Listen: Producer, Amy Schumer, Candy discussed on Sunday Sitdown with Willie Geist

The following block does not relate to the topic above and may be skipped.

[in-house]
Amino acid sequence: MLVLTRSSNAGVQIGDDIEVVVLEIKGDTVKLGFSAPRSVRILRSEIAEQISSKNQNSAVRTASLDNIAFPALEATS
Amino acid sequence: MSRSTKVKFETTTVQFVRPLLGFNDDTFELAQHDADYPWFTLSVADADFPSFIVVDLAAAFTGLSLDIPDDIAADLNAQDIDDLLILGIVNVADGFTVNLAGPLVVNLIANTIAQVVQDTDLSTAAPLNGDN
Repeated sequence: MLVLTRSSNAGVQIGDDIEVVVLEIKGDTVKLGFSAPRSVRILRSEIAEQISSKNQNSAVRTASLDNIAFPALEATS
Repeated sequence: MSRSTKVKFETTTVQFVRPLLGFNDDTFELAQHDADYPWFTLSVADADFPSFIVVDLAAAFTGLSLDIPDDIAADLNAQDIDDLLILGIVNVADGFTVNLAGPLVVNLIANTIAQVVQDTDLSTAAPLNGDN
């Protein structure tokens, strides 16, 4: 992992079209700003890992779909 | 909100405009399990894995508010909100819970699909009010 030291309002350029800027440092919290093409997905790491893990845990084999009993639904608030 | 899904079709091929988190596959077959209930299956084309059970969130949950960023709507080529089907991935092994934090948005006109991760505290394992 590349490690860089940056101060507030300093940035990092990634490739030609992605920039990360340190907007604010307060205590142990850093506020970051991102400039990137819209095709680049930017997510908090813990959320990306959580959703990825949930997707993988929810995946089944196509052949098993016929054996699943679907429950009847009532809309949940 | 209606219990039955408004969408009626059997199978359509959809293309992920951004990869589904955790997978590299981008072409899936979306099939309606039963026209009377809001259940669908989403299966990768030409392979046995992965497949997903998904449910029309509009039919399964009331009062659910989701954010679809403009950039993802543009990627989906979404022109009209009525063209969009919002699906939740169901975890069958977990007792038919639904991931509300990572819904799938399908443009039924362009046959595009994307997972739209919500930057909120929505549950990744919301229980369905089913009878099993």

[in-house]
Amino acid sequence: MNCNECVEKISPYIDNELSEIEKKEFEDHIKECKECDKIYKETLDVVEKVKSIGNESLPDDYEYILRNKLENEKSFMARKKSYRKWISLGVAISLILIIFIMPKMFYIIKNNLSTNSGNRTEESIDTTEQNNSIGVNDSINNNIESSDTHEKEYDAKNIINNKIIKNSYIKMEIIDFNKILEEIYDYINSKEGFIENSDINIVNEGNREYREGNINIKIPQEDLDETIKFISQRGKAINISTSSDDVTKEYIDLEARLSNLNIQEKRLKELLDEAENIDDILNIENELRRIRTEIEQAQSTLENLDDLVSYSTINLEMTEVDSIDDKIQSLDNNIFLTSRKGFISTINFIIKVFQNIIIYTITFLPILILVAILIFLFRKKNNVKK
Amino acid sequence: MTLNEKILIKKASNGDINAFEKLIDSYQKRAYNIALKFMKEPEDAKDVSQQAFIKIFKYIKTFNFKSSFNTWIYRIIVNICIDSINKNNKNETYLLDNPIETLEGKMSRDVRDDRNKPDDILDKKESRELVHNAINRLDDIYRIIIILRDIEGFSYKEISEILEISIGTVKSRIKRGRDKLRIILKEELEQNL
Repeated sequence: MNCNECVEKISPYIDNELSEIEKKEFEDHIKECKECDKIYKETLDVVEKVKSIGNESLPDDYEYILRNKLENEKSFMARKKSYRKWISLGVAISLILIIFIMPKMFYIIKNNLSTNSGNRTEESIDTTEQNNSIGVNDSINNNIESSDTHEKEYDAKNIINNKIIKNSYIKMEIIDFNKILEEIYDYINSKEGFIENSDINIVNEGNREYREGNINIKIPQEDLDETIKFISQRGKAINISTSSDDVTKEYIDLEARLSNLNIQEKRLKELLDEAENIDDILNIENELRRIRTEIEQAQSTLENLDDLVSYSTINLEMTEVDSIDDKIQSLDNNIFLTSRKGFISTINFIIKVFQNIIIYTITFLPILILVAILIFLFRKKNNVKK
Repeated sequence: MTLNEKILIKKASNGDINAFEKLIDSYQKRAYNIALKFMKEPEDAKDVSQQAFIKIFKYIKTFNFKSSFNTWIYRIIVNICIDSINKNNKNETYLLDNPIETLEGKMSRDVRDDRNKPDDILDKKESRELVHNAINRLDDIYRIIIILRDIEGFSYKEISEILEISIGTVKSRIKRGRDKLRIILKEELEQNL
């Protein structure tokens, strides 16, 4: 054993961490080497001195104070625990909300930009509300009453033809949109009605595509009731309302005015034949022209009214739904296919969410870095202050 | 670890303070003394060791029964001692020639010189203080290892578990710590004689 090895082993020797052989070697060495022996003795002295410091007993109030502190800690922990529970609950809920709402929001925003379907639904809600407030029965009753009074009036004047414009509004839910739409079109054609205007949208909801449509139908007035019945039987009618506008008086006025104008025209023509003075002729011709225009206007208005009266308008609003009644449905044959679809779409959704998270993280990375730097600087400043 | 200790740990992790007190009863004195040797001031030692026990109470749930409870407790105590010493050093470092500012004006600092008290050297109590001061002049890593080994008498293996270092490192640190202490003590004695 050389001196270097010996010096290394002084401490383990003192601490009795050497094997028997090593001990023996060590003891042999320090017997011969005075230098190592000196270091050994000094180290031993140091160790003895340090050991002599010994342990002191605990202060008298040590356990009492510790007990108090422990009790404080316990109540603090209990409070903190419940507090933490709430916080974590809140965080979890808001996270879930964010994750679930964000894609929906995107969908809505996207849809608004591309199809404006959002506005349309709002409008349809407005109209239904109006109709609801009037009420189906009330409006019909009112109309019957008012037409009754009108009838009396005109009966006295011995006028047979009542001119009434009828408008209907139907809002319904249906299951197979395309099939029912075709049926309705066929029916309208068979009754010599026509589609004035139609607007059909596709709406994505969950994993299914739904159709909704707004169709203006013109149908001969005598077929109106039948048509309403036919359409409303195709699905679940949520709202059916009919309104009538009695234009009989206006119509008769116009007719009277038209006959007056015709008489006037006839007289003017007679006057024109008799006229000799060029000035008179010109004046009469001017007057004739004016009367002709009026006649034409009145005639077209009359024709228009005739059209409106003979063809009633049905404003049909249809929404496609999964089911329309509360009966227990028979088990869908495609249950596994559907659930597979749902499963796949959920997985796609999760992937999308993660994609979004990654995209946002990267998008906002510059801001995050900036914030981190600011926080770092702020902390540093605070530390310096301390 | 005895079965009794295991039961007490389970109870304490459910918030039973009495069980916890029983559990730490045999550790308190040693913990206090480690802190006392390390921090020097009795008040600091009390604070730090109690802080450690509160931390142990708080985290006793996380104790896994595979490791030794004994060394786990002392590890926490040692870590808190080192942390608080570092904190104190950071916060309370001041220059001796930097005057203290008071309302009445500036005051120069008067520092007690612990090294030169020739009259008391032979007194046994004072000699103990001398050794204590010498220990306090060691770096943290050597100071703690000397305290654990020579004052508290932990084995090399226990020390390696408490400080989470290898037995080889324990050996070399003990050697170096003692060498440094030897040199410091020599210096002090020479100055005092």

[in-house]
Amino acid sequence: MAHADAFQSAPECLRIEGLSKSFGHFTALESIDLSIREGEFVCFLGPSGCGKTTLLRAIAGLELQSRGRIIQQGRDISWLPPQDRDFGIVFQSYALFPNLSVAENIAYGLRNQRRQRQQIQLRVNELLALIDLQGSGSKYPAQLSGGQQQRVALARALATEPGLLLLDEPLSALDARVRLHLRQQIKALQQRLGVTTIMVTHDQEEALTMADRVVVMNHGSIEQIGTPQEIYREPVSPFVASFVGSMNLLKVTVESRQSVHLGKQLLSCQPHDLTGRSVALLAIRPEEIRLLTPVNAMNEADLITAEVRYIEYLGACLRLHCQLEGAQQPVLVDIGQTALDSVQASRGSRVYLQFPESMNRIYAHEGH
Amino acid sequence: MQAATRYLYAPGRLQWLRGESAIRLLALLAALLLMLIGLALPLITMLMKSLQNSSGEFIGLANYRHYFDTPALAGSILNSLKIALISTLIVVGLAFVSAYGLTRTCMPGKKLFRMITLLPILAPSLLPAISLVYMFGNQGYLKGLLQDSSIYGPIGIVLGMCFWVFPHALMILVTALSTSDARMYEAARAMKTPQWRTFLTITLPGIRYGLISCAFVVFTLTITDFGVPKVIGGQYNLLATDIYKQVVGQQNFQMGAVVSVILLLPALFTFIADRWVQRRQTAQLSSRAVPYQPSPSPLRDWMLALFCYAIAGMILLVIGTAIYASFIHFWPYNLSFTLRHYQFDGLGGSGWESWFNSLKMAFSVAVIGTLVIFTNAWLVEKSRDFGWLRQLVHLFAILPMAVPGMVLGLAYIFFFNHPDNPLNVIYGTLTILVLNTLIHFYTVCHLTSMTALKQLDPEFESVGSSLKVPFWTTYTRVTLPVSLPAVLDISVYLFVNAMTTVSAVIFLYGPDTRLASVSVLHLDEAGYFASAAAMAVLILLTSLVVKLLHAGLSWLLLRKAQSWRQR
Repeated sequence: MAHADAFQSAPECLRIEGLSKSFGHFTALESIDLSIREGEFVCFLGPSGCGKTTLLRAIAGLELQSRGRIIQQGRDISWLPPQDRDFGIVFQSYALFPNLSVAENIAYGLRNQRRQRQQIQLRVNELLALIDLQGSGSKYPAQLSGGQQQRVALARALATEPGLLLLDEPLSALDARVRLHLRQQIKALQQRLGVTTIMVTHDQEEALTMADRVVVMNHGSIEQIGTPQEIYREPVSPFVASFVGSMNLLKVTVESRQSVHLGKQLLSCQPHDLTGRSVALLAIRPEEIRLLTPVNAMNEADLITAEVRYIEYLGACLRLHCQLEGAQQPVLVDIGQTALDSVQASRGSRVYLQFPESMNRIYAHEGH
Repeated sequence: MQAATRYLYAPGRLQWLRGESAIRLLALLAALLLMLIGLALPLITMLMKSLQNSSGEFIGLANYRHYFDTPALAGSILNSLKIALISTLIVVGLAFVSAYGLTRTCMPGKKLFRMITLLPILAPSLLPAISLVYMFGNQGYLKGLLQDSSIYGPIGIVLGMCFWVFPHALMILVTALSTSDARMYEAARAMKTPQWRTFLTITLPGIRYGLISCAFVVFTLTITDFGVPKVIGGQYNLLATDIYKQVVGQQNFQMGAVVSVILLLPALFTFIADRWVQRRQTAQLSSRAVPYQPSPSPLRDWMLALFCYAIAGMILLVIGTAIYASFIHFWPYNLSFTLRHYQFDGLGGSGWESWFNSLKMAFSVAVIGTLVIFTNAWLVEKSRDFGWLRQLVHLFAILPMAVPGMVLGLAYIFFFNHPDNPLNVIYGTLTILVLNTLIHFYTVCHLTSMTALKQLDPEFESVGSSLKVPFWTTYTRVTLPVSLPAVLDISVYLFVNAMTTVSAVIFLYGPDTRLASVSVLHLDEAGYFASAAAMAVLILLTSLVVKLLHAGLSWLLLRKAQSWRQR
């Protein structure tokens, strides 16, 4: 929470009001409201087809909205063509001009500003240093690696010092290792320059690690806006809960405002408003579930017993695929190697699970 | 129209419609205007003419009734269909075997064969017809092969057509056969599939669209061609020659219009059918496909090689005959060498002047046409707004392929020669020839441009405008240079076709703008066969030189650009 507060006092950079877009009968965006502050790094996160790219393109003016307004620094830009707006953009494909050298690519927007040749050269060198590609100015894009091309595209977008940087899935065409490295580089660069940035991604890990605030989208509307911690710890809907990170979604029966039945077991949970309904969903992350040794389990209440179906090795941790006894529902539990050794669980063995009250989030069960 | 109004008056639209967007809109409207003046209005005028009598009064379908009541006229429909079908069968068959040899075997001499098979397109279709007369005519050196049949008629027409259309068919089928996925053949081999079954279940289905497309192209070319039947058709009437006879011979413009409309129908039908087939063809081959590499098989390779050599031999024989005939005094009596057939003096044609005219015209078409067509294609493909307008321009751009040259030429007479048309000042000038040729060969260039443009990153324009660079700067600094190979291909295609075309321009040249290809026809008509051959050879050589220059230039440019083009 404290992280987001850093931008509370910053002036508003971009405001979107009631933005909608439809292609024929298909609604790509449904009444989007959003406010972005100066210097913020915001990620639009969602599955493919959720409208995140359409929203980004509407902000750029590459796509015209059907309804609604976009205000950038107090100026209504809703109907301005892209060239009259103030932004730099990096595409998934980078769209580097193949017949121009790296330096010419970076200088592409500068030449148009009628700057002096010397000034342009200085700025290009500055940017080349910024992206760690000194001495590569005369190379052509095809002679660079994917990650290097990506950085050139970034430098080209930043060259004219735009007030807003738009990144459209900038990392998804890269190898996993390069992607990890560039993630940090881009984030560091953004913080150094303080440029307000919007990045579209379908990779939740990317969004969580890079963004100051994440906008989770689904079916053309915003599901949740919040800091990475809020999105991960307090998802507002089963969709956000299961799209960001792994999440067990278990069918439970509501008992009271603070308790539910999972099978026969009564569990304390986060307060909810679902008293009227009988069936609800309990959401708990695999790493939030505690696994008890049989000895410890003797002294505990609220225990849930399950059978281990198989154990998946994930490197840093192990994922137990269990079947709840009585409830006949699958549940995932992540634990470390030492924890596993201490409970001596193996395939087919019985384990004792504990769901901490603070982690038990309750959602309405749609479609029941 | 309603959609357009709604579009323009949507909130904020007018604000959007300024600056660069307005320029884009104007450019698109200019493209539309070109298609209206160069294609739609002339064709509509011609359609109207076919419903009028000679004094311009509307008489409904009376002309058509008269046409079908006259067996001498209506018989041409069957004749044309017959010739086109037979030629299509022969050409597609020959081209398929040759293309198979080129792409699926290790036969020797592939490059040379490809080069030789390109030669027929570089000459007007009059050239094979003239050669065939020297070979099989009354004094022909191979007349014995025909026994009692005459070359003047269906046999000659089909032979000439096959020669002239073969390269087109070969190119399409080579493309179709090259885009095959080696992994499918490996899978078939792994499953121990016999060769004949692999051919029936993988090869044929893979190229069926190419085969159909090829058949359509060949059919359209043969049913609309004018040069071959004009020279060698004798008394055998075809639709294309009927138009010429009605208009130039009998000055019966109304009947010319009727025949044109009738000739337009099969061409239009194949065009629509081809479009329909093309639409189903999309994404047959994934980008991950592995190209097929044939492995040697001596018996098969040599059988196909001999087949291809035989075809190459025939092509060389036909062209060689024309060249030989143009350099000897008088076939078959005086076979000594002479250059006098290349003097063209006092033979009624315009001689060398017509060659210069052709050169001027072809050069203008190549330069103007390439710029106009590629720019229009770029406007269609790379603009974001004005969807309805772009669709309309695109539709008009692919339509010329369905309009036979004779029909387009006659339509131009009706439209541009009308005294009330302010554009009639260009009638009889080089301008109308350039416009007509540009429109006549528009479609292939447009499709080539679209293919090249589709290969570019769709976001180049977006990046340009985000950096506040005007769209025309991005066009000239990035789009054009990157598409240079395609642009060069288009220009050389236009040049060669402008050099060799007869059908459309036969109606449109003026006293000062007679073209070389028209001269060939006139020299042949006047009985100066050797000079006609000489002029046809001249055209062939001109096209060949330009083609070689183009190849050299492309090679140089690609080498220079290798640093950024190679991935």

"S about the AIDS epidemic crack and cocaine all the other the rest of it so when people ask you what is is this show about well if I don't WanNa talk them very long form of but no if it's about I think it's about I think it's a critique of capitalism. I think it looks at like an sexism and I I have a couple of lines in season three that just like reverberate me what the show is about and especially this season at one point candy says there's a cost to all this. You know what is the cost of all of what we're selling alley and in a way what is the cost of kind of unchecked wild west capitalism in general which is what the porn industry mystery yet who gets taken advantage of and There's another really cool thing that that I say which I'm I'm not giving anything away. I think at one point candy says what men pay for becomes the world which you know candy says that not in I liked didactic way. She's not giving a speech. She's she feels that she's Weltman pay for and what she's allowed to mate as an artist is decided by like but men WANNA pay for you're and I think that is just such an interesting thing to think about. I think about it in terms of my own work. I think about it in terms of what I want to say how can get the money to say and and so you know and I think it's about the commodification of sex and that's something we've been thinking about is culture churn for the past few years and a really interesting way so as a really exciting time to have been working on this show it is you're right. You can lay it over. What's happening in Hollywood right now. You talked about your own work. You're a producer on the series. I think seven of the eight women who directed episodes not the directors were women that right honest and season to season two was what's the difference between just being an actor on a project and being a producer where you can help steer the direction of the story and why is it important for you to have that credit. I mean initially it was important for me just to sort of guarantee a place at the table I hit only read three of the of what would ultimately be twenty five episodes and so. I'd never had that experience before Dr. I'd seen David's work. David Sevan's work was a fan I didn't I wasn't walking in totally blind but I was like I don't know what this is going to be and I'm going to be naked physically and emotionally and like I just WanNa be sure that world to me saying something I can get behind and of course everyone will yes you to death in the room when they're Byu sign up but I don't know I didn't know them but as it went on I realized that they were looking thing for collaboration that the credit of being a producer in some ways didn't matter although it did matter for me I meant a lot to be honest and what it ended up being was yeah an active constant conversation about what we were saying how we were saying it what was happening happening with candy so I would see scripts early which actors don't usually get to do and make notes on them and we'd go back and forth which is one one of my favorite things about the whole process. I mean disagreeing with David Simon put a lot of fun and full of humor and I've great texts back can four and then I would see cuts early on and and and give notes about the cuts and so yeah I that that was a huge part of it for me in fact I wouldn't have probably agreed to do the show if they hadn't given neither the credit. Even though I desperately wanted to lose talented wanted David is it seems crazy not to have women at the table and a show that's effectively about in many ways exploitation of women and the commodification of sexism and the women's role in that. Is that something that you think about more in your career. If I'm taking a movie role I also want to be a producer on it and have some say in how this goes does well yeah. I produced the kindergarten that I made last year and I am. I'm producing the film that I'm going to direct the lost daughter and I think their different ways to produce right with the last daughter. The kindergarten teacher was a huge part of getting money organizing the financing. That's one element producing another element is this sort of artistic side of producing which if you are in a little independent movie and you are in every scene of that movie. You're carrying that movie on your back. You're probably going to end up doing a lot of the jobs of producer anyway or participating in that. You'RE GONNA will be reading the drafts giving notes. You're going to be seeing the cuts giving notes. You're going to write the letters to get this actor to calm. All you have relationship with this EP. You're going to have the meeting then. Take it to festivals and have the meetings with the `financiers. Try to push it over the edge. You know so I guess to me. I felt like I I actually want credit. Maybe in some ways it seems like a formality. I guess it wasn't to me I wanted wanted the credit and and then of course they had a credit on the kindergarten teacher as a producer. I realized how much I didn't know and learned so much from the women who had much more experience. Go ahead and producing and like you know I love it. I just happened to really like that. Did it take you awhile to get to the point into your career and say wait a minute. I don't really should I be doing this putting my name on the door but I also deserve it. I mean this is something that is hard as I'm working on these independent in films and all the things you just laid out yeah so may I deserve a lot of things have been like that for me that lately. I've sort of felt like wait. Why am I saying I don't need the credit or wait. Why am I saying I'll do that for free like actually do want to be paid. I do want credit then yes. I think it took me a while to yeah to feel entitled to ask for those things and you know it's interesting. I feel like there are younger. Women younger than me. You know millennials coming up who feel entitled in a way that I didn't and I think they are inspiring in that way like Amy Schumer you know and her comedy Circassian Super Funny. She says in reason convicts services. All these millennials are like looking at us like. What did you say it was okay like what did you accept from and it really made me laugh? 'cause. I think like it's true. It's great when the next generation inspires you. That's growth right. Pressure appreciates the business getting better. Have you seen that growth just in the last couple of years even since so publicly all this was thrown out into into the open with times of two. It's like the same thing I'm saying about the DEUCE right like there's a cost. What is the cost to exploitation. What is the cost to like. Unchecked greed read the question. We're asking in season three right who gets taken advantage of and who doesn't and in in our business It's like all of a sudden there were consequences to bad behavior and kind of rejigging of what's acceptable and not acceptable. We just are seeing it happen now. so yeah. I mean I kind of get dramatic shifts and the changes and it's almost like you look back. It was only two years ago but to your point about Amy Schumer. We tolerate it. What two years ago I do feel like it is different now. When you go into a room when you're on the set or wherever you are does the culture feels different ways I mean one. Yes deeply different very different. I definitely feel well. It like it's kind of amazing on another level. I think the problems that we're talking about our systemic right. They're really deeply ingrained into our culture. If women couldn't vote or credit card or there was really no access to."